Why does that matter? Because there is language in Graham that has found its way into the instructions some judges have given to jurors in excessive force criminal prosecutions. And, that language is much more favorable to police officers than the holding itself. Rehnquist wrote, “The reasonableness of a particular use of force must be judged by the perspective of a reasonable officer on the scene, and its calculous must embody an allowance for the fact that police officers are often forced to make split-second decisions about the amount of force necessary in a particular situation.” He also used language from another decision (Terry) which states, “The reasonableness of a particular force must be judged from the reasonable officer on the scene, rather than with 20/20 vision of hindsight.”
This “split second” and “20/20 hindsight” language is not part of the court’s holding. But judges have used it in their instructions to jurors, along with the “objectively reasonable” standard. For instance, the judge in the Yanez case, in which Philando Castile was shot and killed, gave the jurors this very favorable language in his instructions. This may very well be one reason why Yanez was found not guilty.
In every jury trial, the prosecutor and the defense can submit to the judge what are called “proposed” jury instructions. The prosecutors and the defense in the Chauvin trial have asked for specific instructions on the use of force. Once each side has rested (has no more witnesses to call) the judge will have a charging conference (meeting) with the lawyers to talk about which instructions he will give to the jury. Where there are disagreements, the judge will make the final call. Let’s look at the differences in instructions on use of force proposed by each side.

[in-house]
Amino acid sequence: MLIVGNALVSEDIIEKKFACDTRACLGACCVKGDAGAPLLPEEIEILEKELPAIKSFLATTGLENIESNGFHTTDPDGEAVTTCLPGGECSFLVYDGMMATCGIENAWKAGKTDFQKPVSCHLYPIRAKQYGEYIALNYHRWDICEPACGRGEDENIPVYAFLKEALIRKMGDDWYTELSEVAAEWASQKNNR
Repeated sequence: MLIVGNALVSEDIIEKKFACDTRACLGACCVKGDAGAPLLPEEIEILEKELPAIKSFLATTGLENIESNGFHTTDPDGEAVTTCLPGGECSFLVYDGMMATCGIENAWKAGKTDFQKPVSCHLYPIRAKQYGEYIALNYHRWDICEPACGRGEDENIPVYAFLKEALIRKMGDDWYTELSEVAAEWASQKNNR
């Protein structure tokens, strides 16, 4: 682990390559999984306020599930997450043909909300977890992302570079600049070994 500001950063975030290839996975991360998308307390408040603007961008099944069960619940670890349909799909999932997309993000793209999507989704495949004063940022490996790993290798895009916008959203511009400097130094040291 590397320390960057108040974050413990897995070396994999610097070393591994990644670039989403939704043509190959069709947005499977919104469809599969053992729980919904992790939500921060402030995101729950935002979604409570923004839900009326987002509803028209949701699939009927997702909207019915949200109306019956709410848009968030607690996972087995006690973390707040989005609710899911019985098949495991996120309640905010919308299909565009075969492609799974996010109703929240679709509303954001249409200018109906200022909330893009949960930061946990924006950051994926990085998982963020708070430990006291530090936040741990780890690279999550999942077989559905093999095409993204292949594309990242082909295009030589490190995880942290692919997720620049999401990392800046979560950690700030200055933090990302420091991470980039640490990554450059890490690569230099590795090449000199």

The state has requested the following instruction:
“To determine if the actions of the police officer were reasonable, you must look at those facts known to the officer at the precise moment he acted with force. You must decide whether the officer’s actions were objectively reasonable based on the totality of the facts and circumstances confronting the officer, without regard to his own state of mind, intention, or motivation. The reasonableness of the use of force depends not only on the facts and circumstances confronting the officer at the precise moment he used force, but also on whether the officer’s own conduct during the incident unreasonably created the need to use such force.”